Updated: Sep 4, 2020
Aspiring to take on a career in journalism, I was never incredibly drawn to pursuing it in Hong Kong, where many of my banker/lawyer-hopeful peers have set their sights on since before university. The ongoing protests, however, have given me new reasons for not going back.
My plans for the future have been inextricably complicated by Hong Kong’s souring employment situation.
The protests, formerly against an Extradition Bill, have brought – with sociopolitical disarray – a hostile atmosphere targeting locally-educated graduate jobseekers. Employers – especially banks and firms with strong ties to China – are less inclined to hire the current cohorts of young adults, in suspicion of their involvement with the protests. As Hong Kong students return from studying abroad to an irremediably socially divisive city, they may be faced with a grim – albeit personally advantageous – reality: we will find work easier than our more “threatening” or “politically active” local peers.
However, the economy has suffered collateral damage in the latter half of 2019: Bloomberg reported a recession descending upon the city. With expats and branch businesses moving ever closer towards relocating to Singapore – one of Hong Kong’s main competitors – and other more politically stable countries in Asia, the city’s economic future is pushed further and further into jeopardy.
While contemplating heading back home for work, it’s impossible not to bear in mind the economic uncertainty that my hometown will inevitably face.
While I have the privilege of deciding to stay abroad for as long as I can and right to work without the need for a visa, I am very aware that it is not an opportunity many other students possess. Some have appealed for British National (Overseas) passport holders to be given some of the rights British passport holders have, through a demonstration outside the British consulate during the summer, for example. While this call was supported by politicians such as former Labour MP Chuka Umunna, a formal government response is still pending. Meanwhile, some of my peers in the universities of Birmingham and Cambridge have resorted to fighting for the ever-competitive Masters offers in an effort to stay.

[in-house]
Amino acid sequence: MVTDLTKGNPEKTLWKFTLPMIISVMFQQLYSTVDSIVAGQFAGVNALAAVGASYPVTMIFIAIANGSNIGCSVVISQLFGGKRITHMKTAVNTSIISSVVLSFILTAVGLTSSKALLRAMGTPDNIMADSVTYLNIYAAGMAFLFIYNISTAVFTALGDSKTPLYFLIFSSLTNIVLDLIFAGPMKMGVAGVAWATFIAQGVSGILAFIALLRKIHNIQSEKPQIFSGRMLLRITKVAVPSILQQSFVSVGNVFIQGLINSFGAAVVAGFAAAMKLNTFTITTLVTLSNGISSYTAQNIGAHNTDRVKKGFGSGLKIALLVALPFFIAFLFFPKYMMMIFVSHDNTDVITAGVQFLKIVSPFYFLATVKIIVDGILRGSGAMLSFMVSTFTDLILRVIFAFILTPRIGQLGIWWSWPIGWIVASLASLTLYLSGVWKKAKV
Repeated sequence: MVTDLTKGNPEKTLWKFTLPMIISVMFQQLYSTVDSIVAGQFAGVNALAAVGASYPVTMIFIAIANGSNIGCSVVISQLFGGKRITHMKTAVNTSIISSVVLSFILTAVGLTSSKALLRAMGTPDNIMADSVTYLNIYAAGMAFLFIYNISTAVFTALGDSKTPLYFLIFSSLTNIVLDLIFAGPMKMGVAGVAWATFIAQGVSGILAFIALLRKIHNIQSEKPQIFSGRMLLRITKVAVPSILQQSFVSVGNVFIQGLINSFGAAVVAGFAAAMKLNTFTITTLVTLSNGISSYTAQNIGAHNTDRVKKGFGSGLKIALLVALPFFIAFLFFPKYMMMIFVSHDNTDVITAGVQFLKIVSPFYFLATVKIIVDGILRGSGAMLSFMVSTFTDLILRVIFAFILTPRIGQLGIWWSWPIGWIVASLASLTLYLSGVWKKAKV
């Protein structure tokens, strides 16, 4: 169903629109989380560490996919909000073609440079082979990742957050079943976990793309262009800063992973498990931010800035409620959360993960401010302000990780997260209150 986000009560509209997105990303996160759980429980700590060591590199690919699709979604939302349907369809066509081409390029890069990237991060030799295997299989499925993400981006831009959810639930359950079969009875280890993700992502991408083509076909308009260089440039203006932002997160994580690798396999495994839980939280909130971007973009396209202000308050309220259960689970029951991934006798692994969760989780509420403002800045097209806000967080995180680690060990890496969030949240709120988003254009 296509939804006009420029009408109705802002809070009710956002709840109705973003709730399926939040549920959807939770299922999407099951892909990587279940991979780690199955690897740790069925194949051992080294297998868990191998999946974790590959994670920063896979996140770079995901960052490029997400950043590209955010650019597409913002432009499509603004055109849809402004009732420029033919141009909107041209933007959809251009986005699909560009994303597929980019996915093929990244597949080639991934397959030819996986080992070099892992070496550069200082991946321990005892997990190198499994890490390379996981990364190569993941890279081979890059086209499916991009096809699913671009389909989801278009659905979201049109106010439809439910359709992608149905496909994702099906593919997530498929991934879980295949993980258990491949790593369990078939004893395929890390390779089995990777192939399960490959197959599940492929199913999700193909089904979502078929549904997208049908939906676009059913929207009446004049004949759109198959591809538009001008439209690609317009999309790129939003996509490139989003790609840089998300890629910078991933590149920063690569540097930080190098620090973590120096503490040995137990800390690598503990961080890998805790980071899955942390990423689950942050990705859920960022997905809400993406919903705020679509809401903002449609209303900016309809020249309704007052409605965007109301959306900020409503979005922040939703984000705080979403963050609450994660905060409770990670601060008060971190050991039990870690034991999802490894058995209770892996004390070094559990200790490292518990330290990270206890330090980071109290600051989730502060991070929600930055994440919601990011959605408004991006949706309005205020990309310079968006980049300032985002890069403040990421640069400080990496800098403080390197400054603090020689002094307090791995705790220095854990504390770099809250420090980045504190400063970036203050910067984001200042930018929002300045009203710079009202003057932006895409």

The protests have only strengthened my inclination towards staying in the UK – but that is not to say I will ever forget the scenes that have wrought my home, or that I will ever stop reporting on it. As an aspiring journalist, and with Hong Kong’s freedom of press hanging in the balance, the growing prospect of censorship (which has already begun to manifest through “random” phone searches at the border and the monitoring of private but “potentially threatening” messages) and suppression is a very real fear. Who’s to say that pro-democracy journalists won’t “suddenly disappear”, when China formally seizes the city in 2047? Frontline journalists in the city are routinely assaulted while trying to do their job, and these attacks have only exacerbated over time. Who can be certain of how ruthless authorities can get anymore?
Besides these possible consequences (that may be borne not only by myself, but my family and others close to me too), Hong Kong’s dominant English language newspaper, the South China Morning Post (SCMP), has also been criticised for pandering towards Chinese leadership after being bought by Jack Ma, head of Alibaba.
I believe in committing to the values of journalism – more important than ever in the current political climate worldwide – which would mean rejecting any possibility of being reduced to a mouthpiece for national propaganda. The protests, which have come to define the city, and how they have been handled by the government has only made it even clearer to me that it is not a place where freedom of expression is valued.
What used to be my city has now become a hub for anything possible: the good, and (mostly) the bad. Anyone who returns must prepare for anything to happen, yet I can’t help but begin to believe that the risk won’t be worth it.